Name: Andrew Shaw
Number: n 8310319
Tutor: Dr. Katie Page


"With the miniscule coverage that women’s sport receives in the media, it is little wonder that young women struggle to find female role models to look up to." Netball Australia


Cultural Artefact

Venus_Dress.jpg



This picture was featured in the Daily Mail Online on the 24th of May 2010, in an article titled “Ooh la la! Venus Williams reveals a little too much in lacy burlesque dress at French Open” It illustrates Venus Williams, a professional tennis player wearing a lacy dress which she designed. Her underwear is skin coloured and gives people the perception that she is not wearing any underwear at all. Ms Williams is actually wearing underwear, but it has been designed to be the same colour as her skin. This outfit, according to spectators, could be mistaken as negligee from a burlesque troop at the Moulin Rouge.




Public Health Issue

There is evidence to suggest that diseases such as cardiovascular disease, diabetes, cancer, hypertension, obesity, and depression can be reduced with regular physical activity (Warburton, 2006). Physical inactivity, according to a Medibank Private Health Insurance company, accounts for roughly 719 million dollars worth of insurance claims. Direct mortality costs of physical activity were found in 2008 to be roughly 3.8 billion dollars for that year (Medibank, 2008). The National Heart Foundation has stated that the majority of Australian women are not physically active enough to obtain any real health benefits. (National Heart Foundation, 2008) According to a recent survey, more then half of Australian women aged 18-75 are not reaching the recommended levels of physical activity (National Heart Foundation, 2008). With the lack of female role models on TV, this potentially could lead to a decrease in physical activity, and an increase in the prevalence of these diseases.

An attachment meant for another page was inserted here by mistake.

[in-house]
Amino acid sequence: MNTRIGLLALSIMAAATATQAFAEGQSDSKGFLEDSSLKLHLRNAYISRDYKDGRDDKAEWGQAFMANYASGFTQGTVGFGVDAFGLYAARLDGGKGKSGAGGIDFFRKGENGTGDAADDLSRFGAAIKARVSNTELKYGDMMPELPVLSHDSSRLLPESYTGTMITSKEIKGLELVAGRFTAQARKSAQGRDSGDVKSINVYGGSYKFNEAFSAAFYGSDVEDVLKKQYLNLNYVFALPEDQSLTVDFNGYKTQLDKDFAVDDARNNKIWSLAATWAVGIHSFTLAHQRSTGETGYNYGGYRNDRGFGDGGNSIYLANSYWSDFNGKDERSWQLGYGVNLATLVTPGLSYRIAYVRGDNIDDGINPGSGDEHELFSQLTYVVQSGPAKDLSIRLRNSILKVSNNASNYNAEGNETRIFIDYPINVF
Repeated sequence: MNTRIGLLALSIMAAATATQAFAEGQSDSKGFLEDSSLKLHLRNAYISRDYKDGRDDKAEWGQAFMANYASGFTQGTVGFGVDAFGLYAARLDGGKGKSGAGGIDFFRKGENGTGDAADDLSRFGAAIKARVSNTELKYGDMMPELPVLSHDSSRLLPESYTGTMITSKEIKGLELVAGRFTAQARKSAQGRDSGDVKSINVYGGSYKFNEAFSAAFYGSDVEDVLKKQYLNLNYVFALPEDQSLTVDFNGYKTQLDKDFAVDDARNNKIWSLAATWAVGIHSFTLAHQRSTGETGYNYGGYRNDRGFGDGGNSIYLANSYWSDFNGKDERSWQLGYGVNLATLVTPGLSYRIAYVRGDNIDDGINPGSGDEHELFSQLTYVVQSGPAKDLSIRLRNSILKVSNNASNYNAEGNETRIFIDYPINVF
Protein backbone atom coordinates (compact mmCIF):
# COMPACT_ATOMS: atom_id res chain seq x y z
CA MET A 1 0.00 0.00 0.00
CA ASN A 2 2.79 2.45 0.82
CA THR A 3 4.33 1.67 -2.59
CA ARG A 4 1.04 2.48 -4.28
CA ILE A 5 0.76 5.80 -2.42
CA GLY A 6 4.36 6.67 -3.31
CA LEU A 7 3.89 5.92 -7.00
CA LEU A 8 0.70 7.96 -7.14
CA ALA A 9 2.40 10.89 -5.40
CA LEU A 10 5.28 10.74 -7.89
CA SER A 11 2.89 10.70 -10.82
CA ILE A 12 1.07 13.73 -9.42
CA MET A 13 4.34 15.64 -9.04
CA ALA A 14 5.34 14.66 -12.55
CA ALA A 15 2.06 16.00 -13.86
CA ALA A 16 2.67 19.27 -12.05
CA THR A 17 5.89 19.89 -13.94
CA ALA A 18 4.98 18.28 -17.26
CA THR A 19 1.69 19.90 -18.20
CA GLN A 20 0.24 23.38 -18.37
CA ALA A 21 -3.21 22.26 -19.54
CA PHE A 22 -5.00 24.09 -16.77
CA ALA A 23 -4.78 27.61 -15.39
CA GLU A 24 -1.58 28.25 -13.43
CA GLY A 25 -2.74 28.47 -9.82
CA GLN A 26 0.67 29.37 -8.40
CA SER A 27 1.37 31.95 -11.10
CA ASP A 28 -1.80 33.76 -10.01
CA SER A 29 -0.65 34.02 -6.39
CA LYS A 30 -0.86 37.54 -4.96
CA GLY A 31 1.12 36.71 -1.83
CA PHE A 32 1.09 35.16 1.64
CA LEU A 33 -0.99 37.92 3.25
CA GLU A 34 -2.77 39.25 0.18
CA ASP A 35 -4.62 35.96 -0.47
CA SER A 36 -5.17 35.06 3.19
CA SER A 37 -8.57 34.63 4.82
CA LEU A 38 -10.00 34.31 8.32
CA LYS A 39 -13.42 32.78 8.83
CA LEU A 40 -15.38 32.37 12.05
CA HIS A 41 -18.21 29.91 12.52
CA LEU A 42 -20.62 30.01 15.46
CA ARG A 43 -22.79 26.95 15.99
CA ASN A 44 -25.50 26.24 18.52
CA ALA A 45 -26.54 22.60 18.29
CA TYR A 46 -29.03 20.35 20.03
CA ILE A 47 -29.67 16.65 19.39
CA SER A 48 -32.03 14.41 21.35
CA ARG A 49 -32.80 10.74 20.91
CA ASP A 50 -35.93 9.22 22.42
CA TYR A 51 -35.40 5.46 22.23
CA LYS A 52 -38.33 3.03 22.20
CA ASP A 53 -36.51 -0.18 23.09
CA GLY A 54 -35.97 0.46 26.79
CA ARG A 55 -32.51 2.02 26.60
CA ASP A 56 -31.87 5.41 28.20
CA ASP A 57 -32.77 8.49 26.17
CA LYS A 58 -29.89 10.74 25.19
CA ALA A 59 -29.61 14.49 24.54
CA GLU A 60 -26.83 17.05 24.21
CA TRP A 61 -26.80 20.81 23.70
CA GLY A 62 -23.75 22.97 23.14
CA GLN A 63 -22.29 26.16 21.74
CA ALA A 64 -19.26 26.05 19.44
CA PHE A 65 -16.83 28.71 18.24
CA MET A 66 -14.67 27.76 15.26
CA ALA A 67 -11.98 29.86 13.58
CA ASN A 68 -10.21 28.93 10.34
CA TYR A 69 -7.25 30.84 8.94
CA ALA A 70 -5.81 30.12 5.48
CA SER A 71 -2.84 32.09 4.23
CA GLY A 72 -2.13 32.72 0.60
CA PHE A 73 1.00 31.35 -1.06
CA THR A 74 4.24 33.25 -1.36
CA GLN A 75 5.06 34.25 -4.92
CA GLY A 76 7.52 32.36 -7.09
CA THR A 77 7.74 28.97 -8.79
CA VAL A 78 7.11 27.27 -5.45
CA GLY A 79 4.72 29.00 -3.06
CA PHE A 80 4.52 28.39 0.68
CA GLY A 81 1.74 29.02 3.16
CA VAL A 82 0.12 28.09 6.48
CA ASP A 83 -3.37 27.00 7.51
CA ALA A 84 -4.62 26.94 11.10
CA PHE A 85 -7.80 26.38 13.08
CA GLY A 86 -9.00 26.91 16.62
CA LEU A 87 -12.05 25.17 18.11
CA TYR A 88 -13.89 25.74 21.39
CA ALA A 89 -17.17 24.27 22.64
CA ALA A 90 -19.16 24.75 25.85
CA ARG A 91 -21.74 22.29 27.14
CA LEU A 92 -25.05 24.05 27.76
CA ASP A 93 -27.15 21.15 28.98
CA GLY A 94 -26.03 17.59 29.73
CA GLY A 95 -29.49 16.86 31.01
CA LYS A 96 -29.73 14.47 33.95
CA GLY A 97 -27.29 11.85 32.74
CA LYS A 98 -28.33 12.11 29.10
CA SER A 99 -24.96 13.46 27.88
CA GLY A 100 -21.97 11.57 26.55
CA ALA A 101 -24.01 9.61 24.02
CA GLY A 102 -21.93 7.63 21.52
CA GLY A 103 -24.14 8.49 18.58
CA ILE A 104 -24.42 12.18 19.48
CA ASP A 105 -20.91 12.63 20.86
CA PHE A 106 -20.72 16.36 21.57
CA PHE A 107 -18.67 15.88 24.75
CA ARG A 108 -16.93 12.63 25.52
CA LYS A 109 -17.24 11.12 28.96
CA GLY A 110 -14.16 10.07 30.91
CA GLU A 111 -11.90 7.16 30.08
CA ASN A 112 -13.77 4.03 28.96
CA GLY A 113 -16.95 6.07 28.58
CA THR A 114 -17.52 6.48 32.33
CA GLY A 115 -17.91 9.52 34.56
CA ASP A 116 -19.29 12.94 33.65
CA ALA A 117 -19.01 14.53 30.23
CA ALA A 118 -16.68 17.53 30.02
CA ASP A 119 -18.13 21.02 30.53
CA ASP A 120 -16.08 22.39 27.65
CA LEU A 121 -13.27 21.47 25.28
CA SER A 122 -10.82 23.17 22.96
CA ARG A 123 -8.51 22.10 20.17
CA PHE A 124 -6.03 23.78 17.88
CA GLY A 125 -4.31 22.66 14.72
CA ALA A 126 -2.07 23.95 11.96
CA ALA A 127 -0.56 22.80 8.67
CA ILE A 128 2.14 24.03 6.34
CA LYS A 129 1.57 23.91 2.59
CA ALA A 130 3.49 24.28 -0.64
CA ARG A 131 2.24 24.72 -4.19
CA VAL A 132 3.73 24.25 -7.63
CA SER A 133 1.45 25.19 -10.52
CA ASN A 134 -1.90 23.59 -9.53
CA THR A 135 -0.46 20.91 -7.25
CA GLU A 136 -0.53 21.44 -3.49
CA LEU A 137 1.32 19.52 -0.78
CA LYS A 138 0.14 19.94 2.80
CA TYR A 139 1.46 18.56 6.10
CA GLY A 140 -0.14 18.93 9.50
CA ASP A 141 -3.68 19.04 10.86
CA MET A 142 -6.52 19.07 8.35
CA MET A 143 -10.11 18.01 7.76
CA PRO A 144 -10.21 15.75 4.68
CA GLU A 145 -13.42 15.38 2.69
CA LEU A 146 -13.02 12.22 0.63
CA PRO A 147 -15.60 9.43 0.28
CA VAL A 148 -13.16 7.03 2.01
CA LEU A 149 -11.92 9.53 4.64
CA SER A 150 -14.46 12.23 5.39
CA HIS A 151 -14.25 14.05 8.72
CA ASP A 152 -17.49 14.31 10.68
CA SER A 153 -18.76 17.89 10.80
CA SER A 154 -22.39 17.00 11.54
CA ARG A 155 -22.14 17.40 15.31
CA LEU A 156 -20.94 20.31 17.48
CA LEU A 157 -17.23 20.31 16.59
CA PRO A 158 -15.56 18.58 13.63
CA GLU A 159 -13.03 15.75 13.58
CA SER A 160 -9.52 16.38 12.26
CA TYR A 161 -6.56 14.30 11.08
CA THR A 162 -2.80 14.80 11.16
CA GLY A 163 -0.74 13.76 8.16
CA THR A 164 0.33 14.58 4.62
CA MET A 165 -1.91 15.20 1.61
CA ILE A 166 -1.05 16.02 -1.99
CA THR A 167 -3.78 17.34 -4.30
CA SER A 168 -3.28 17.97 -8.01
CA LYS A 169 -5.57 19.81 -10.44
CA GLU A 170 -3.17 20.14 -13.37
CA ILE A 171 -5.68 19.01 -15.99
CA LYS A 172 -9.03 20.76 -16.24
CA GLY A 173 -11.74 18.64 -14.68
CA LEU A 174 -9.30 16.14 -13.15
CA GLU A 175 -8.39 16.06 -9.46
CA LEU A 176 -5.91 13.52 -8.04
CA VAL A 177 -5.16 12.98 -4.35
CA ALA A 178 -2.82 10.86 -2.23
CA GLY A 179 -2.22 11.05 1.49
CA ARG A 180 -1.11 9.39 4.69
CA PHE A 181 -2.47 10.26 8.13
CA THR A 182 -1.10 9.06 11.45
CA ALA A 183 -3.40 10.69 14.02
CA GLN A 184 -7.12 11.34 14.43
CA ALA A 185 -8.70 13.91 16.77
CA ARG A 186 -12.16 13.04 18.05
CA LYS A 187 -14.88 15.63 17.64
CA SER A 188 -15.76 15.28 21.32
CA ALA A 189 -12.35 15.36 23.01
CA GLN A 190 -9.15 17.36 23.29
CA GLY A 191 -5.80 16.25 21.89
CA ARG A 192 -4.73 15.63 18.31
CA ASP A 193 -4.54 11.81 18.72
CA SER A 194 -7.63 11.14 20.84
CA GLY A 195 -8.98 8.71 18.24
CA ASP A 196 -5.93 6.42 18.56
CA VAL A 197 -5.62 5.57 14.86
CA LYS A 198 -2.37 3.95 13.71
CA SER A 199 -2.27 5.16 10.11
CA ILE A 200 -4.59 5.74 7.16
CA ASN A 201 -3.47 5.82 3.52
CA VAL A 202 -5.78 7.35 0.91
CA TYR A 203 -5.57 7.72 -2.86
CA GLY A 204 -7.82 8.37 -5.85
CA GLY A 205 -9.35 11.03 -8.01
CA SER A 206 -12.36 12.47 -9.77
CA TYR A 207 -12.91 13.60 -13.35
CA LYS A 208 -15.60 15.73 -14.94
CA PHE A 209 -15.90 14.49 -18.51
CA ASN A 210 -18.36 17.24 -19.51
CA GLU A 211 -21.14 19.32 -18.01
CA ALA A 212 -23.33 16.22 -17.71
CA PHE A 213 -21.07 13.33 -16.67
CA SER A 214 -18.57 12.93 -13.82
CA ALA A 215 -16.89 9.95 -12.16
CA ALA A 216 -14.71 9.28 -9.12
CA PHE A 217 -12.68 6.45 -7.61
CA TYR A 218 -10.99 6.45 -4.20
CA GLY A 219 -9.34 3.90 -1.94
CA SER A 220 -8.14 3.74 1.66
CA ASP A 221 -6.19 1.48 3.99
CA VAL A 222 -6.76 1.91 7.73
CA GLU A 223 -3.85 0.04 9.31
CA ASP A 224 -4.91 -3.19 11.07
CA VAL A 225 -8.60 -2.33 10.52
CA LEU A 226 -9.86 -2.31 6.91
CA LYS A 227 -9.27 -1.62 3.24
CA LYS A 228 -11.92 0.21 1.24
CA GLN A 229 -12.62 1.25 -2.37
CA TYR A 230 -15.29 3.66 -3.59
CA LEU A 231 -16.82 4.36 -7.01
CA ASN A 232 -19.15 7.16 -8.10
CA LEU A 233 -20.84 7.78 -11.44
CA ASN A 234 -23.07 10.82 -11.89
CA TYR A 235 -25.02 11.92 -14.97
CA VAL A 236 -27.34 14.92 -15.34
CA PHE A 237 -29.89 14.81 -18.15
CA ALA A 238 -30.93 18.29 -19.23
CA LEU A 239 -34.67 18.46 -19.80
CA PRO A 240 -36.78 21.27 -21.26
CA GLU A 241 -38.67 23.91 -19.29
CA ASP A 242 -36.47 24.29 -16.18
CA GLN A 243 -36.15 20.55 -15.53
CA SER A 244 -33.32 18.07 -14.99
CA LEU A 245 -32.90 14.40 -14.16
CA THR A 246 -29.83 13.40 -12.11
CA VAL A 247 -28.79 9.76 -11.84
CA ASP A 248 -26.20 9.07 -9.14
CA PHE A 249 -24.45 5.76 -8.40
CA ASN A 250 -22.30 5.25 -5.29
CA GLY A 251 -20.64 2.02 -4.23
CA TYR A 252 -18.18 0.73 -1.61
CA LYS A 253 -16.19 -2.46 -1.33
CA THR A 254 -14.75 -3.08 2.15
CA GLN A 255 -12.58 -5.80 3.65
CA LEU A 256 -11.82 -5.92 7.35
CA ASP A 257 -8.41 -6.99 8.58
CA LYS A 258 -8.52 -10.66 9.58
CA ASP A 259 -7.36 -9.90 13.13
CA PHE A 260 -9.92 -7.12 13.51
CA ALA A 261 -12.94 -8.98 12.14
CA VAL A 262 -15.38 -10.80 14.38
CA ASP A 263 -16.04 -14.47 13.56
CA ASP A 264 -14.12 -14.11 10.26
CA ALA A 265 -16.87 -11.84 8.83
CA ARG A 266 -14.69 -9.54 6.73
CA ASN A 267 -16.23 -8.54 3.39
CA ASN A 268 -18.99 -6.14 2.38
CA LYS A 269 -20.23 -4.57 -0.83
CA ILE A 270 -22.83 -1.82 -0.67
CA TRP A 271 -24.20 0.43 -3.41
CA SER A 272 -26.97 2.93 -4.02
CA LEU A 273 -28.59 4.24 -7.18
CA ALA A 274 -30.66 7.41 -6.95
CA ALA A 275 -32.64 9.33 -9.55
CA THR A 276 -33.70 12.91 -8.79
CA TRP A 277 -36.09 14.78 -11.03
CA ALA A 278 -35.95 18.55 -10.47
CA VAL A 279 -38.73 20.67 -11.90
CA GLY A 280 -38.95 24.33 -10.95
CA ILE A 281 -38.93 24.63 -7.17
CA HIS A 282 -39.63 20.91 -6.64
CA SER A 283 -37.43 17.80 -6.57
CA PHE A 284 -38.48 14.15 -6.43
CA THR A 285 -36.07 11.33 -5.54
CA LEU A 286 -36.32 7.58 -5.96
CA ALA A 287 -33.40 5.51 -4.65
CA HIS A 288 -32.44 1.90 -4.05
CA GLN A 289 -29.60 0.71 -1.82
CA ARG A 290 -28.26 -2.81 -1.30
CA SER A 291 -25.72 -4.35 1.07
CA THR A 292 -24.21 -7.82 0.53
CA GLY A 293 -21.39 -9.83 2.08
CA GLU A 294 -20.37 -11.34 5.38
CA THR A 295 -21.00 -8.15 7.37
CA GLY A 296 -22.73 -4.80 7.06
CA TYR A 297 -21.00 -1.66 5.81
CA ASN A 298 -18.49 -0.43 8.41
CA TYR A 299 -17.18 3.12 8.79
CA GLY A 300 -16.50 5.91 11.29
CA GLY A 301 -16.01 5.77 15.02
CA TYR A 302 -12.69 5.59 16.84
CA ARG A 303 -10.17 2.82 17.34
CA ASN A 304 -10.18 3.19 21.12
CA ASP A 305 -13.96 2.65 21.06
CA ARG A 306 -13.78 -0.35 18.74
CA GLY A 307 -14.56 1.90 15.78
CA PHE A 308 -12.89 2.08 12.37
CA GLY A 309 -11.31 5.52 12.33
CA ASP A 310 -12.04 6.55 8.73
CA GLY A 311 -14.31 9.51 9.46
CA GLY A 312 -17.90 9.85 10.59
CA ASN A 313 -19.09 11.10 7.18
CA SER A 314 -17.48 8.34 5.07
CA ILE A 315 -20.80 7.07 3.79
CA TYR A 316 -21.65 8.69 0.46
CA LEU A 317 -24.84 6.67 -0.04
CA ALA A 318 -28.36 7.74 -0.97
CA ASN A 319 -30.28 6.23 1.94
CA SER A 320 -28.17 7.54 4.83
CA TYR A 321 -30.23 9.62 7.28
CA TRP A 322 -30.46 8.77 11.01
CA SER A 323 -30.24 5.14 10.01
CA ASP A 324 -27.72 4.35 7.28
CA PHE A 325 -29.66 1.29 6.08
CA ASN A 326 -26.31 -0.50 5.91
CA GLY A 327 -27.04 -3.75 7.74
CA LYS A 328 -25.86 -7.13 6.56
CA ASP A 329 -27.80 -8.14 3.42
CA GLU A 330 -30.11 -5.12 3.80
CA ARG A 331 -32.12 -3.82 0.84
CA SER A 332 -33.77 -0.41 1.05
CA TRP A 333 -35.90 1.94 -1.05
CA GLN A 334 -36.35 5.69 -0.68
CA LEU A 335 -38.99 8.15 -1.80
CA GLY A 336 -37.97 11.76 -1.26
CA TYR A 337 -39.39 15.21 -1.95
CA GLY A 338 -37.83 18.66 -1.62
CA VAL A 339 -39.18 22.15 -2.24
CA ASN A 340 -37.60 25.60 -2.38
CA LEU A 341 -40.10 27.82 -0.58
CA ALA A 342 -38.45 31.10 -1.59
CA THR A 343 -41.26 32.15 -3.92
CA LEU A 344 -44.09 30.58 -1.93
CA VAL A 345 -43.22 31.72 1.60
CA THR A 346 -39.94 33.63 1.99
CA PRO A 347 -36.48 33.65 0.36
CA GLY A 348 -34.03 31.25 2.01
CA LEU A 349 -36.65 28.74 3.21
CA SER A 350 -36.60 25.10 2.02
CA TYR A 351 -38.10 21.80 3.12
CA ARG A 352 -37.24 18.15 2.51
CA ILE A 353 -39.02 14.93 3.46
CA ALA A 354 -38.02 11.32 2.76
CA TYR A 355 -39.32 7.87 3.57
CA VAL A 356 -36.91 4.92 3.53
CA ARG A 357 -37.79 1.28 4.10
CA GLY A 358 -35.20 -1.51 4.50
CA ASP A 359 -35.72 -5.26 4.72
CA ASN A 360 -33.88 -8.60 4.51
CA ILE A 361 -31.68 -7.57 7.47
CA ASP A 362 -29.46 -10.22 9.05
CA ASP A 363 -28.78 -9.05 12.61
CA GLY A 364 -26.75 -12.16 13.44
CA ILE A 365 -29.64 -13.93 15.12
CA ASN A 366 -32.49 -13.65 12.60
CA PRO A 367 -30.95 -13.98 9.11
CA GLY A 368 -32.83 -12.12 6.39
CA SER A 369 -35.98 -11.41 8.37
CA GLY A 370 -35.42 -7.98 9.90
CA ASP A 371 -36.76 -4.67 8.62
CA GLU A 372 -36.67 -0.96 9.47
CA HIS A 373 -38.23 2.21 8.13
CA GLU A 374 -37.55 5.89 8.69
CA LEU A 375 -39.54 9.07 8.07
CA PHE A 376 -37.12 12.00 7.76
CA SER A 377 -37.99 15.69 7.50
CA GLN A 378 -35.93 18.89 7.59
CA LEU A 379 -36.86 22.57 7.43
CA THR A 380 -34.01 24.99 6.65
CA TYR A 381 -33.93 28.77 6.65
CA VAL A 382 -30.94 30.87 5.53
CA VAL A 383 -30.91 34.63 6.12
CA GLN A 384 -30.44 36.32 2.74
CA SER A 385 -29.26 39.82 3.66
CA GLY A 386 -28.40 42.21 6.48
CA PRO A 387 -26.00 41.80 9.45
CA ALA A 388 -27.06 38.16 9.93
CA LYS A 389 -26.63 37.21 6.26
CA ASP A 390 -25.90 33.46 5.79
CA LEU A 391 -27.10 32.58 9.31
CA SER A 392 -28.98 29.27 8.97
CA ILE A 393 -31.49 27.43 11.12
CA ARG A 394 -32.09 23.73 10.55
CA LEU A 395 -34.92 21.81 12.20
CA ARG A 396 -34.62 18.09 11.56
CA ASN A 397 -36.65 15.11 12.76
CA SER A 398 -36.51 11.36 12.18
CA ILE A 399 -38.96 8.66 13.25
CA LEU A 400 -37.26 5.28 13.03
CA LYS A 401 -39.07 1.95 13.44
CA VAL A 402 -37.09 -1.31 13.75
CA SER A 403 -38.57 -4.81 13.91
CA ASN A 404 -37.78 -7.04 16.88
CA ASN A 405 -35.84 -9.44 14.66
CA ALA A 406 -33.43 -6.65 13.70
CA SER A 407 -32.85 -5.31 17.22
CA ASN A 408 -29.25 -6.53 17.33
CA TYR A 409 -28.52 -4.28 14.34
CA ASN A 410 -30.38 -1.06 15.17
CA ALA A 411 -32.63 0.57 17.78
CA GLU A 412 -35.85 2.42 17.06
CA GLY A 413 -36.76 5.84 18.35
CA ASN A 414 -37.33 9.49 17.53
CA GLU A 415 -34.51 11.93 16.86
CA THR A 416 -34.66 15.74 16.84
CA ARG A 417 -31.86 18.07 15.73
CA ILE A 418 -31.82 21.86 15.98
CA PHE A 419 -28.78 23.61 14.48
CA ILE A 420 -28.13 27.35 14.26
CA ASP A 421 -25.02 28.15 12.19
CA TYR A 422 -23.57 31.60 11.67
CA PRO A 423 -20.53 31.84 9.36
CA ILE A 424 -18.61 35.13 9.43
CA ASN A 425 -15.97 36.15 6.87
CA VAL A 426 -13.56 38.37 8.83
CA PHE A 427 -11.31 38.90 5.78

Literature Review
According to available data, women’s sport does not receive equal media attention to men’s sport. There is a divide in the time devoted to each gender in sport. According to the Federal Minister for Sport and Recreation, Ms Kate Ellis MP, women’s sports makes up only 9% of all sports coverage in News and Current affairs (Federal Sport and Recreation Minister Kate Ellis, 2010). Furthermore, to outline this divide in sports media, horse racing, a sport that could be considered neutral gender, makes up 10% of this time. This means that men's sport is covered for 81% of the time. Data gathered by An Illusory Image suggests newspaper coverage for women’s sport in the sports section is roughly around 10.7 per cent. Also, only 2 per cent of TV coverage was for women's sport, almost exclusively non-commercial networks have carried this out. Within the ABC, 44% of sport time is devoted to women’s sport (Phillips, 1996).